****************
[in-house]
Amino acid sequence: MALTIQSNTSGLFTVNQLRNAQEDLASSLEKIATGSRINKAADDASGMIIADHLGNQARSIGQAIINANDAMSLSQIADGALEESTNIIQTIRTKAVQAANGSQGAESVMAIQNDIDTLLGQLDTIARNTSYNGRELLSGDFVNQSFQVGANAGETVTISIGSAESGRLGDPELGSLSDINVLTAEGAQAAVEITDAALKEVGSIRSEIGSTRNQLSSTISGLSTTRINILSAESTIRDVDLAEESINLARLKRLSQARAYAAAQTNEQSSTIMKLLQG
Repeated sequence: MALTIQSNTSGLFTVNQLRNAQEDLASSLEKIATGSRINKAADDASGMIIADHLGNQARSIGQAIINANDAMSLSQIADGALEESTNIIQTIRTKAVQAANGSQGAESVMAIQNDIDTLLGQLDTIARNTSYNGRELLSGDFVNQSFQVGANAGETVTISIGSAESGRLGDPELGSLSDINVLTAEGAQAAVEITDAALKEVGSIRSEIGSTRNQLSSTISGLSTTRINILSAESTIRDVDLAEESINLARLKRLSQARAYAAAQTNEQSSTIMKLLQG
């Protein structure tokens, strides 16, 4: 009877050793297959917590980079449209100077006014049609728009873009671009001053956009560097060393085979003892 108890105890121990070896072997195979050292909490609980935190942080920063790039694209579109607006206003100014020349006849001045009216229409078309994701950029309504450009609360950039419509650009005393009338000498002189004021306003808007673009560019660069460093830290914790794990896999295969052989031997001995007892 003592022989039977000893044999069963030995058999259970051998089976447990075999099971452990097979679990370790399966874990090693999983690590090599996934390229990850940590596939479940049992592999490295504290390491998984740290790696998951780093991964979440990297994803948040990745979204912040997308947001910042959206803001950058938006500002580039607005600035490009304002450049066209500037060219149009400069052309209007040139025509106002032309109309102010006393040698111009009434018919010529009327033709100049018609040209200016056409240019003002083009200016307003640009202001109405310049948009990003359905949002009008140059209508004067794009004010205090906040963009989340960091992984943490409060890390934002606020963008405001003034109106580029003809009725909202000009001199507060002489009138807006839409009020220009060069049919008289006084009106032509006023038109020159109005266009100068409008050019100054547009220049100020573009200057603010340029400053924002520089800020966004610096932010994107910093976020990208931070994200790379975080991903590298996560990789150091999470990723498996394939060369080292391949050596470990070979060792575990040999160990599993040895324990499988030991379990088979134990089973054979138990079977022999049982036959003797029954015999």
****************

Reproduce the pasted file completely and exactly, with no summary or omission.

[in-house]
Amino acid sequence: MALTIQSNTSGLFTVNQLRNAQEDLASSLEKIATGSRINKAADDASGMIIADHLGNQARSIGQAIINANDAMSLSQIADGALEESTNIIQTIRTKAVQAANGSQGAESVMAIQNDIDTLLGQLDTIARNTSYNGRELLSGDFVNQSFQVGANAGETVTISIGSAESGRLGDPELGSLSDINVLTAEGAQAAVEITDAALKEVGSIRSEIGSTRNQLSSTISGLSTTRINILSAESTIRDVDLAEESINLARLKRLSQARAYAAAQTNEQSSTIMKLLQG
Repeated sequence: MALTIQSNTSGLFTVNQLRNAQEDLASSLEKIATGSRINKAADDASGMIIADHLGNQARSIGQAIINANDAMSLSQIADGALEESTNIIQTIRTKAVQAANGSQGAESVMAIQNDIDTLLGQLDTIARNTSYNGRELLSGDFVNQSFQVGANAGETVTISIGSAESGRLGDPELGSLSDINVLTAEGAQAAVEITDAALKEVGSIRSEIGSTRNQLSSTISGLSTTRINILSAESTIRDVDLAEESINLARLKRLSQARAYAAAQTNEQSSTIMKLLQG
């Protein structure tokens, strides 16, 4: 009877050793297959917590980079449209100077006014049609728009873009671009001053956009560097060393085979003892 108890105890121990070896072997195979050292909490609980935190942080920063790039694209579109607006206003100014020349006849001045009216229409078309994701950029309504450009609360950039419509650009005393009338000498002189004021306003808007673009560019660069460093830290914790794990896999295969052989031997001995007892 003592022989039977000893044999069963030995058999259970051998089976447990075999099971452990097979679990370790399966874990090693999983690590090599996934390229990850940590596939479940049992592999490295504290390491998984740290790696998951780093991964979440990297994803948040990745979204912040997308947001910042959206803001950058938006500002580039607005600035490009304002450049066209500037060219149009400069052309209007040139025509106002032309109309102010006393040698111009009434018919010529009327033709100049018609040209200016056409240019003002083009200016307003640009202001109405310049948009990003359905949002009008140059209508004067794009004010205090906040963009989340960091992984943490409060890390934002606020963008405001003034109106580029003809009725909202000009001199507060002489009138807006839409009020220009060069049919008289006084009106032509006023038109020159109005266009100068409008050019100054547009220049100020573009200057603010340029400053924002520089800020966004610096932010994107910093976020990208931070994200790379975080991903590298996560990789150091999470990723498996394939060369080292391949050596470990070979060792575990040999160990599993040895324990499988030991379990088979134990089973054979138990079977022999049982036959003797029954015999």